Show of Hands

Show of Hands


No doubt looking to emulate the success of homegrown hit Second Hand Wedding is this comedy-drama about a bunch of people who enter an endurance contest to win a car - whoever keeps their hands on it the longest wins. Billed as a 'tale of desperation, determination, and love', Show Of Hands pits these Kiwi characters against each other and tests which inner motivation will prove the stronger. Stars Kiwi great Melanie Lynskey (Heavenly Creatures, Coyote Ugly) and Craig Hall (TV's Outrageous Fortune), with music by Don McGlashan.

Flicks Review

The question on my mind before seeing this film was not whether or not its characters could withstand an endurance competition to win a car, but whether a feature-length film about such a topic could sustain my interest. Ninety minutes later, the answer is yes, but only just.

Melanie Lynskey, Craig Hall and Stephen Lovatt do their job well, despite thin source material. It's unfortunate that Lynskey’s character remains limp throughout – either crying or looking forlorn until the credits roll. In the end she lost my sympathy. And Lovatt's car dealer is part of a weak unresolved sub-plot that only takes our attention away from the contestants.

Despite this, director Anthony McCarten keeps things ticking along with some clever editing, in particular the disorientating bits as the participants grow tired. He manages to inject enough variation into the action (during the contestant's meal and toilet breaks, especially) to keep things interesting.

To ramp up the drama, Don McGlashan has been enlisted to provide some melancholic music. It's a bit soppy in parts but just about does the trick. We also get a deep-voiced radio host providing some rumbling voice-of-God narration.

I'd suggest that Show of Hands attempts to be a symbolic, metaphorical examination of greed and selflessness, but doesn't quite convince. It takes itself a bit too seriously for a movie about people trying to keep their hands on a car. But it's likeable and pleasant enough. It's good to see Lynskey back in New Zealand, and Hall is an appealing actor too.

The Peoples' Reviews

Average ratings from 8 ratings, 9 reviews
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I live near in New Plymouth and was amazed to see some of the places I usually go past. CC Ward, where my mum and neighbour goes shopping for clothes,
Snax in the city (a dairy in Down Town New Plymouth)and parts of Centre City, a shopping centre in Central
New Plymouth. I'm glad that this movie showed a bit of Taranaki!

Show of Hands is one of the best films that I have ever seen. It was brilliantly filmed, and with a very unique storyline. I especially liked the character of Tom: his deep cynicism and bitterness towards shallow people made him unlike any other character in any text that I have come across before. I greatly appreciated this, and thought the subtle resolution at the end was particularly well done.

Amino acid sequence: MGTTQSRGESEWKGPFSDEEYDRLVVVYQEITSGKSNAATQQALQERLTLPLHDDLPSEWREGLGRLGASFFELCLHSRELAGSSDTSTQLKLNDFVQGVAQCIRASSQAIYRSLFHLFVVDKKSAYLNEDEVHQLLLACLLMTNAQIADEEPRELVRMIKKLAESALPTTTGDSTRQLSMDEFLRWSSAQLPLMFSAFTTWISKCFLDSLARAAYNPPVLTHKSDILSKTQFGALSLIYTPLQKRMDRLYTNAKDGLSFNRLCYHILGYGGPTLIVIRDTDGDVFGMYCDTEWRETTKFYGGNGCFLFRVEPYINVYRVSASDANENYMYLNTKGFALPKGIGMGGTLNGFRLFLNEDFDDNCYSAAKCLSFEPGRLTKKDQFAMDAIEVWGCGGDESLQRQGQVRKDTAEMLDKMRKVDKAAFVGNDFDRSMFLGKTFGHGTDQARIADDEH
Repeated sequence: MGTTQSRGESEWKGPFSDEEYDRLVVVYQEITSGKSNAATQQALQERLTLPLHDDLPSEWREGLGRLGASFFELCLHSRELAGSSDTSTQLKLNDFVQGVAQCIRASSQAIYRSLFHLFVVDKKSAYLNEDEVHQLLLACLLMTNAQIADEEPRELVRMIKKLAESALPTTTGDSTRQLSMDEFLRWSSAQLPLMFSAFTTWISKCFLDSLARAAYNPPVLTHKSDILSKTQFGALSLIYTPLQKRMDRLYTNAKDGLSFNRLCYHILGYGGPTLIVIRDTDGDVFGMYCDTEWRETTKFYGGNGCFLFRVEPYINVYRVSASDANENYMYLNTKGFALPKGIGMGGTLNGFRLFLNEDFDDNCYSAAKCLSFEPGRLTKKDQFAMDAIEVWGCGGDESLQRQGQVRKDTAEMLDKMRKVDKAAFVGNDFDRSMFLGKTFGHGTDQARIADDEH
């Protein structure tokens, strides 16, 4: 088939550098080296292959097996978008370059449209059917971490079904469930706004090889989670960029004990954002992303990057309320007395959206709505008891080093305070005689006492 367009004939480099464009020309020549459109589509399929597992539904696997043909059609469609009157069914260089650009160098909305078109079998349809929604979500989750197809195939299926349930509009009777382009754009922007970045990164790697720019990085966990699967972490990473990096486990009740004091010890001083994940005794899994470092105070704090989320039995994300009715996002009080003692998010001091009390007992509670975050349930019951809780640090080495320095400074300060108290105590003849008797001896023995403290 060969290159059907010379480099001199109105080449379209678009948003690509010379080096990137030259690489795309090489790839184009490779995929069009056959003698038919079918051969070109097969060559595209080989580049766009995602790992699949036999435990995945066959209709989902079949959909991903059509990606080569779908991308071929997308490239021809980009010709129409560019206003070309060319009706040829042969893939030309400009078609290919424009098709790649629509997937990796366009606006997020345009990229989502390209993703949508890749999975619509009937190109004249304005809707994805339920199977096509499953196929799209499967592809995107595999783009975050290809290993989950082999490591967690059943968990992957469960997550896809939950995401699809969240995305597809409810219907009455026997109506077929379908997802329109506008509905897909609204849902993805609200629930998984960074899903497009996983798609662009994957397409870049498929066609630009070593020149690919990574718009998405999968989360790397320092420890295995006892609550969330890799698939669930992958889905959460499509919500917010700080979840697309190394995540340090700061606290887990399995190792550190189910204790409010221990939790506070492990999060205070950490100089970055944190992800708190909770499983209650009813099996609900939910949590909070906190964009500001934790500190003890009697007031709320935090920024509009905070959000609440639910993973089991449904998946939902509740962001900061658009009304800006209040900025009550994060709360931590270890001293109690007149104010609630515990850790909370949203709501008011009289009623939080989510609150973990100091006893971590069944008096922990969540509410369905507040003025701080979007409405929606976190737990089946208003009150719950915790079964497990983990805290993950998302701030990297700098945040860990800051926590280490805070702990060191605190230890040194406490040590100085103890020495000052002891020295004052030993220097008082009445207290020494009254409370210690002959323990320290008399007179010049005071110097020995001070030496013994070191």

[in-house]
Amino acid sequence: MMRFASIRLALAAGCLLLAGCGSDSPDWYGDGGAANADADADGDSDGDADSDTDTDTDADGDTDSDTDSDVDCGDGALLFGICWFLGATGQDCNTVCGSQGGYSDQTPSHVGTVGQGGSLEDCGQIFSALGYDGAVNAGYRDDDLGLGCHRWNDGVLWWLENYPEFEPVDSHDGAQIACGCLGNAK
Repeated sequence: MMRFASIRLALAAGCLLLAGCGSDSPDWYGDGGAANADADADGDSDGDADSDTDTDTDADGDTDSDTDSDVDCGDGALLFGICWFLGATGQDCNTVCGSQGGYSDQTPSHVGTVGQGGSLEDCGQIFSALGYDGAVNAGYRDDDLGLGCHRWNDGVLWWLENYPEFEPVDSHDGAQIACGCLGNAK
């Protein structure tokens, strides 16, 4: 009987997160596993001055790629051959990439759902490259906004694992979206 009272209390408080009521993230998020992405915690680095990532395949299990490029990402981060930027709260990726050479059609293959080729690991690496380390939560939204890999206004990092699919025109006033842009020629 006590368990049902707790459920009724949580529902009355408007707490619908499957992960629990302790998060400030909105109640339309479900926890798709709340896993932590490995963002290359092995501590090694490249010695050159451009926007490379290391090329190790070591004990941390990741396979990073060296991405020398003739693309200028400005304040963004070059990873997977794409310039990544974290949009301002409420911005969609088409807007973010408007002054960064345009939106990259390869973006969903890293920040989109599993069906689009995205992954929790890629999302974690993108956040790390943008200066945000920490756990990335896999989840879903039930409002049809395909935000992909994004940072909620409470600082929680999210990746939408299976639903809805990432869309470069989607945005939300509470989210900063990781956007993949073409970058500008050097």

In my mind, the film is a modern adaptation of "They shoot horses don't they?" replacing the dance marathon with a standing marathon. This isn't a bad thing the orriginal was a classic. Similar features abound: hallucinations from sleep deprivation, short lived romances, recession driven needs. I wonder If the author of this screen play had been influenced by the classic?

Show of Hands is what could come the closest to cinematic torture.
It's weak, the music is either childish or stereotypically classical (i'm amazed they didn't use the Winter part of the Four "national Bank" seasons).
Sometimes it looks like it's been shot on mini dv - and i'm not talking about the bits that pretend to be shot on mini dv.
The story is boring, the characters are stereotypes after stereotypes: the fat polynesian, the old and wise dude (well, actually not that wise or he would not... More have stopped taking his pills for the contest, but finally we can cry), the young arrogant, the New Plymouth blonde tart, etc etc.

This is probably the worst kiwi movie i've ever seen.
It looks like a tv film. The scene flow is clumsy.Hide

I saw this film expecting cutesy Kiwiana like Second Hand Wedding or Number 7, or even We're here to help you. Couldn't have been more wrong. There is a real story, well developed and with a couple of unexpected twists in the plot, right up until the end. True, there was also the expected romantic "odd couple" happy ending, but that was fun too. Brilliantly casted and acted, and ultimately, convincing. This really compares with the best of other major film producing countries' work. Should... More definitely get an award for "Best Foreign Film" somewhere like CannesHide

Showing 5 of 9 reviews. See all reviews

The Press Reviews

  • But the real genius behind this film is ... well maybe it's us and whatever our national character might be. Because whatever it is, films such as Show of Hands are beginning to distil it and get it up on the screen. This is a cracker little film. Do go. Full Review

  • McCarten's smart plotting maintains the tension well (there is a clever twist at the climax) and the performances - in particular Lovatt's as the sleazy car dealer whose idea the whole thing is - are good. It's a matter of debate, though, whether the characters are interesting enough for the length of a feature. Full Review

  • Melanie Lynskey, probably our best actress and certainly one of the most appealing, plays Jess, a really, really nice and decent New Plymouth single mother and parking warden with the cutest freckles. Full Review

  • There is plenty to like about this film, and while it does tend towards talking itself a little too seriously at the end, the story is an engaging one. Full Review

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